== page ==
Nearly half a million people turned out in three major German cities to express their anger and to urge the Social Democrat-Green coalition government to roll back the Agenda 2010 social reform programs which they said would reduce federal funding in welfare and health services as well as pension benefits.
In marches, rallies and demonstrations organized by trade unions and an array of social lobby organizations, anti-globalization groups and anti-war activists, the cities of Berlin, Cologne and Stuttgart throbbed with protest as huge crowds heeded labour union calls to "stand up and be counted."
In the capital, 270,000 protesters converged on the highly symbolic Brandenburg Gate blowing whistles, holding placards proclaiming "social demolition creates no jobs" and waving union flags in the biggest rally yet against the chancellor's year-old reform drive while 100,000 took to the streets in Cologne and 125,000 in Stuttgart, according to statistics issued by the organizers.
Speaking at the rally in Berlin, Michael Sommer, head of the German Labor Federation, said that the huge turnout was a "a clear signal to those in power" that working-class Germans oppose the government's attempts to rekindle the national economy by paring social-welfare, health and pension programs.
In Cologne, Jürgen Peters, the head of German manufacturing union IG Metall, told the throng of protestors, "We're fed up with so-called reforms that we have to pay for but others benefit from."
Chancellor says there's no turning back
In an attempt to pre-empt the demonstrations, Gerhard Schröder acknowledged that he had "failed to get the message across" to many Germans that his reforms are necessary to rejuvenate the nation's economy and to avert bankruptcy of national health and pension systems.
"When you organize a reform process, you have a problem - the burdens become apparent immediately," Schröder said in a radio interview on Friday. "The positive effects will come later."
"If you look around Europe, you will see that all its governments have a lot of explaining to do," he added. "But we must carry on explaining patiently and put up with the fact that polls don't look how we would like them to."
"There is no turning back," he concluded.
Schroeder's so-called "Agenda 2010" of reforms, launched last year as Germany limped into a third year of economic stagnation, includes higher health-care fees, lower retirement and jobless benefits, looser job protection laws and income tax cuts. But since then his belt-tightening proposals have dominated Germany's political agenda mainly due to the increasingly vocal opposition.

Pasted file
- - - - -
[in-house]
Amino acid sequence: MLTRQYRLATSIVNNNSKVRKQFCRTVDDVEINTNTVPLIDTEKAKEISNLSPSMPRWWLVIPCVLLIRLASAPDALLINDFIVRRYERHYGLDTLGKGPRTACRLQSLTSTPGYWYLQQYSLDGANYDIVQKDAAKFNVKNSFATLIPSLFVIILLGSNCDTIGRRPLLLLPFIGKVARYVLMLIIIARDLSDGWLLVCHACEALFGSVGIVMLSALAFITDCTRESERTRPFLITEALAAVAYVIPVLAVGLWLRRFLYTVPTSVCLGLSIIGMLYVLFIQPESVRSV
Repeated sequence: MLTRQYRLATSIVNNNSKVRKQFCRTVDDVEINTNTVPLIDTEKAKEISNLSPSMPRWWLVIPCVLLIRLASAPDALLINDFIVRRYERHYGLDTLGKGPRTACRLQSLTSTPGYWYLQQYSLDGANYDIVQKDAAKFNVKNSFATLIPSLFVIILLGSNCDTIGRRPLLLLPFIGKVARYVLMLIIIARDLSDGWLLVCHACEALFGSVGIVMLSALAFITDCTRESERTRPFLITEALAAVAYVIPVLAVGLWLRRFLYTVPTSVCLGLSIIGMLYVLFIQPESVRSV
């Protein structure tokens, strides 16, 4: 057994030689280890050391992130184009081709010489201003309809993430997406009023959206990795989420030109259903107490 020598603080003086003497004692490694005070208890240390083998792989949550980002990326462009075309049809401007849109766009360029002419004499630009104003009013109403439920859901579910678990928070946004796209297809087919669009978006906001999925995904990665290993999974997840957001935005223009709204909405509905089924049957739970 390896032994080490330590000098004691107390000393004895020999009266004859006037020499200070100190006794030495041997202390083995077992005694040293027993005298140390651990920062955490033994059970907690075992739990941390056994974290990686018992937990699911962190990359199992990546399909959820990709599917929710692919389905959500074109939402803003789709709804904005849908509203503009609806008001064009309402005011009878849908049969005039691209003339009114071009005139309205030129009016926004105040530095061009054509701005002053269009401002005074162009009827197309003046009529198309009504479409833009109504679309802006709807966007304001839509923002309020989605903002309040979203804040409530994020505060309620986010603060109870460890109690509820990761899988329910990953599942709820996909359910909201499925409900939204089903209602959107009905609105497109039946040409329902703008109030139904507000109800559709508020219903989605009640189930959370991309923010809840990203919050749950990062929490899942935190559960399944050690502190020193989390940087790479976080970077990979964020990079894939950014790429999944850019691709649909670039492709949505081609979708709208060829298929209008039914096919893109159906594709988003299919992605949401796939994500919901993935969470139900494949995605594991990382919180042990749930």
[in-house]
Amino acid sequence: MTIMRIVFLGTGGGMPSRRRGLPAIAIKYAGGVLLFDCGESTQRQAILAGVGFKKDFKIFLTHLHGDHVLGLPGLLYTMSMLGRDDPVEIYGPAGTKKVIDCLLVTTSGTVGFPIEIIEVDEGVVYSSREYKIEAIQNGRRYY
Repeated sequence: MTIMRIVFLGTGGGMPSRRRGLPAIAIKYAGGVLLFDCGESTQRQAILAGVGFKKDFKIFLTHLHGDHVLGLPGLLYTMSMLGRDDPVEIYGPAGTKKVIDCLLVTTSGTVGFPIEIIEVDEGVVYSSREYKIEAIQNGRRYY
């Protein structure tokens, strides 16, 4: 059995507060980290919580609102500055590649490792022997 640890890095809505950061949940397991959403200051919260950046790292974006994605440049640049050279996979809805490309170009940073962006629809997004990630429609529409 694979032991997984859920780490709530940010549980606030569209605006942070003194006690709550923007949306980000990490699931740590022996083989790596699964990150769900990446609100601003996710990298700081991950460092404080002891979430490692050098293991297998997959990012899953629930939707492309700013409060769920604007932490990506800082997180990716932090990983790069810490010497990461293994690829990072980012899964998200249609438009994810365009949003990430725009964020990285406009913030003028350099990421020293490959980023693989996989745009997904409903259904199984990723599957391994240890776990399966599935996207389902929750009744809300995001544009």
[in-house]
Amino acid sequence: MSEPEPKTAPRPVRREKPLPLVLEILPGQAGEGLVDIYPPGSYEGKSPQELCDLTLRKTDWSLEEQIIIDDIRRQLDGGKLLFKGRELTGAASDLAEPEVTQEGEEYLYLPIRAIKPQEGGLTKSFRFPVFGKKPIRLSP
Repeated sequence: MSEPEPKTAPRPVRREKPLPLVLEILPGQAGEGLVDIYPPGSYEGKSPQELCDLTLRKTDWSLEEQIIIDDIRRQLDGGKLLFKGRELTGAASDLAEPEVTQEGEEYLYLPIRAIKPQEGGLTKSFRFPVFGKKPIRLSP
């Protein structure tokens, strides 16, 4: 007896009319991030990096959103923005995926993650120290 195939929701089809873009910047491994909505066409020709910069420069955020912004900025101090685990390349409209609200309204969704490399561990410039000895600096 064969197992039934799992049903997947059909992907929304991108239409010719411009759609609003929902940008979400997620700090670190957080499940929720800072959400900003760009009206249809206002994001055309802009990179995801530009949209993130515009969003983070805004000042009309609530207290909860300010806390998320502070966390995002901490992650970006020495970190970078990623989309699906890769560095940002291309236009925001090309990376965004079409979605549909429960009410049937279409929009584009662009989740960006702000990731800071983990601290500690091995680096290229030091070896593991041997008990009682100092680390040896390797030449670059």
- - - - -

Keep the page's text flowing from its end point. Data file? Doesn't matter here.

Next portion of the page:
Many distrust Chancellor's message
Many still distrust Schröder's insistence that he has no intention of dismantling the welfare state and have made that distrust well known. In response, Schröder has argued that he can only preserve the welfare state for future generations by pressing ahead now with cuts, but that has done little to dampen resentment over higher health-care costs and a freeze of retirement benefits this year.
Confronted with populations that are aging rapidly, Germany and other European nations are attempting to reform generous, and expensive, welfare systems. But these efforts have been met with fierce resistance across the continent, along with complaints that pensioners and the jobless are bearing an unfair share of the pain.
Italians and French join European day of action
Saturday's demonstrations were part of a "European day of action" that also drew tens of thousands of pensioners onto the streets of Rome to demand higher pensions and complain of steep increases in their cost of living and brought thousands of French out into the streets of France to call for "a more social Europe."
The Europe-wide protest was summed up by one demonstrator on Saturday: "I hope people will start to wake up and realize that these so-called reforms are nothing but a radical program of social demolition," said accountant Hermann Lehmer, 56, one of the protesters in Berlin.
"These are reforms for politicians, not for people."